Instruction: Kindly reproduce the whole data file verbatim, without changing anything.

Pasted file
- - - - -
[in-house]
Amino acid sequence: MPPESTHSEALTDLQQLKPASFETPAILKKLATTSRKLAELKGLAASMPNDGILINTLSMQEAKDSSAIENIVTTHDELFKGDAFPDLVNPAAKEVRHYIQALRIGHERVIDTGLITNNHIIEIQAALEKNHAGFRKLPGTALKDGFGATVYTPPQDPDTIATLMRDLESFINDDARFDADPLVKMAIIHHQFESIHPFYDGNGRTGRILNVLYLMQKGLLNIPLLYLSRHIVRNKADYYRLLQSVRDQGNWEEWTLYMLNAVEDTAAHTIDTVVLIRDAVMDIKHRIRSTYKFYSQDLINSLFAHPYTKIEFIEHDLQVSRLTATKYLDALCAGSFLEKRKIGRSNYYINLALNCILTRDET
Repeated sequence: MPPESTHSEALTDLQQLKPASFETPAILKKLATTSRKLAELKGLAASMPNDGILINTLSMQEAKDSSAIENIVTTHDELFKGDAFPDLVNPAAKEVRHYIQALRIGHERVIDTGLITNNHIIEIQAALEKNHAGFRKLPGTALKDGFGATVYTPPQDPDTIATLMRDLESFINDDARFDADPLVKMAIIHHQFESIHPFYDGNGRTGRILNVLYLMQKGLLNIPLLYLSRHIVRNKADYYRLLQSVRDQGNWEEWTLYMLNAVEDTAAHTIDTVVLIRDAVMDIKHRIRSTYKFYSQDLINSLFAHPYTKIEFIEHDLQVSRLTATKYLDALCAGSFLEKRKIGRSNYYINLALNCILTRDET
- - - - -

[in-house]
Amino acid sequence: MPPESTHSEALTDLQQLKPASFETPAILKKLATTSRKLAELKGLAASMPNDGILINTLSMQEAKDSSAIENIVTTHDELFKGDAFPDLVNPAAKEVRHYIQALRIGHERVIDTGLITNNHIIEIQAALEKNHAGFRKLPGTALKDGFGATVYTPPQDPDTIATLMRDLESFINDDARFDADPLVKMAIIHHQFESIHPFYDGNGRTGRILNVLYLMQKGLLNIPLLYLSRHIVRNKADYYRLLQSVRDQGNWEEWTLYMLNAVEDTAAHTIDTVVLIRDAVMDIKHRIRSTYKFYSQDLINSLFAHPYTKIEFIEHDLQVSRLTATKYLDALCAGSFLEKRKIGRSNYYINLALNCILTRDET
Repeated sequence: MPPESTHSEALTDLQQLKPASFETPAILKKLATTSRKLAELKGLAASMPNDGILINTLSMQEAKDSSAIENIVTTHDELFKGDAFPDLVNPAAKEVRHYIQALRIGHERVIDTGLITNNHIIEIQAALEKNHAGFRKLPGTALKDGFGATVYTPPQDPDTIATLMRDLESFINDDARFDADPLVKMAIIHHQFESIHPFYDGNGRTGRILNVLYLMQKGLLNIPLLYLSRHIVRNKADYYRLLQSVRDQGNWEEWTLYMLNAVEDTAAHTIDTVVLIRDAVMDIKHRIRSTYKFYSQDLINSLFAHPYTKIEFIEHDLQVSRLTATKYLDALCAGSFLEKRKIGRSNYYINLALNCILTRDET